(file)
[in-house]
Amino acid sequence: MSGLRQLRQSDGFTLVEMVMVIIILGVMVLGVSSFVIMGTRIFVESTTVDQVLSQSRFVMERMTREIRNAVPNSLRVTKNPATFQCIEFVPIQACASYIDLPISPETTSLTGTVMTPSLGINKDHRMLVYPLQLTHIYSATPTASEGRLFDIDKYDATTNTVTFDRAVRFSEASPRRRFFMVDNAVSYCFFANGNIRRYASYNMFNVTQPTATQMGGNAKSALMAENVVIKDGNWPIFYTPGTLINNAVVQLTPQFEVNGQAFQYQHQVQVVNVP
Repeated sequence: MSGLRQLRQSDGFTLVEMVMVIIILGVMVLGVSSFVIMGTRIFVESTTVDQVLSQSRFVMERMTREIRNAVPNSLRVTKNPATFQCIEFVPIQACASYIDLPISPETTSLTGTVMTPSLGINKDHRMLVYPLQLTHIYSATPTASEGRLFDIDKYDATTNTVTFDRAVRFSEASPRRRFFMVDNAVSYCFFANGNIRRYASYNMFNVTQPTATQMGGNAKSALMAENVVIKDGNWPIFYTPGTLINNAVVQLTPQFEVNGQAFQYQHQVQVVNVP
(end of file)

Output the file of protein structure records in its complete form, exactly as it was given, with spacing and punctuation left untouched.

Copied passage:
[in-house]
Amino acid sequence: MSGLRQLRQSDGFTLVEMVMVIIILGVMVLGVSSFVIMGTRIFVESTTVDQVLSQSRFVMERMTREIRNAVPNSLRVTKNPATFQCIEFVPIQACASYIDLPISPETTSLTGTVMTPSLGINKDHRMLVYPLQLTHIYSATPTASEGRLFDIDKYDATTNTVTFDRAVRFSEASPRRRFFMVDNAVSYCFFANGNIRRYASYNMFNVTQPTATQMGGNAKSALMAENVVIKDGNWPIFYTPGTLINNAVVQLTPQFEVNGQAFQYQHQVQVVNVP
Repeated sequence: MSGLRQLRQSDGFTLVEMVMVIIILGVMVLGVSSFVIMGTRIFVESTTVDQVLSQSRFVMERMTREIRNAVPNSLRVTKNPATFQCIEFVPIQACASYIDLPISPETTSLTGTVMTPSLGINKDHRMLVYPLQLTHIYSATPTASEGRLFDIDKYDATTNTVTFDRAVRFSEASPRRRFFMVDNAVSYCFFANGNIRRYASYNMFNVTQPTATQMGGNAKSALMAENVVIKDGNWPIFYTPGTLINNAVVQLTPQFEVNGQAFQYQHQVQVVNVP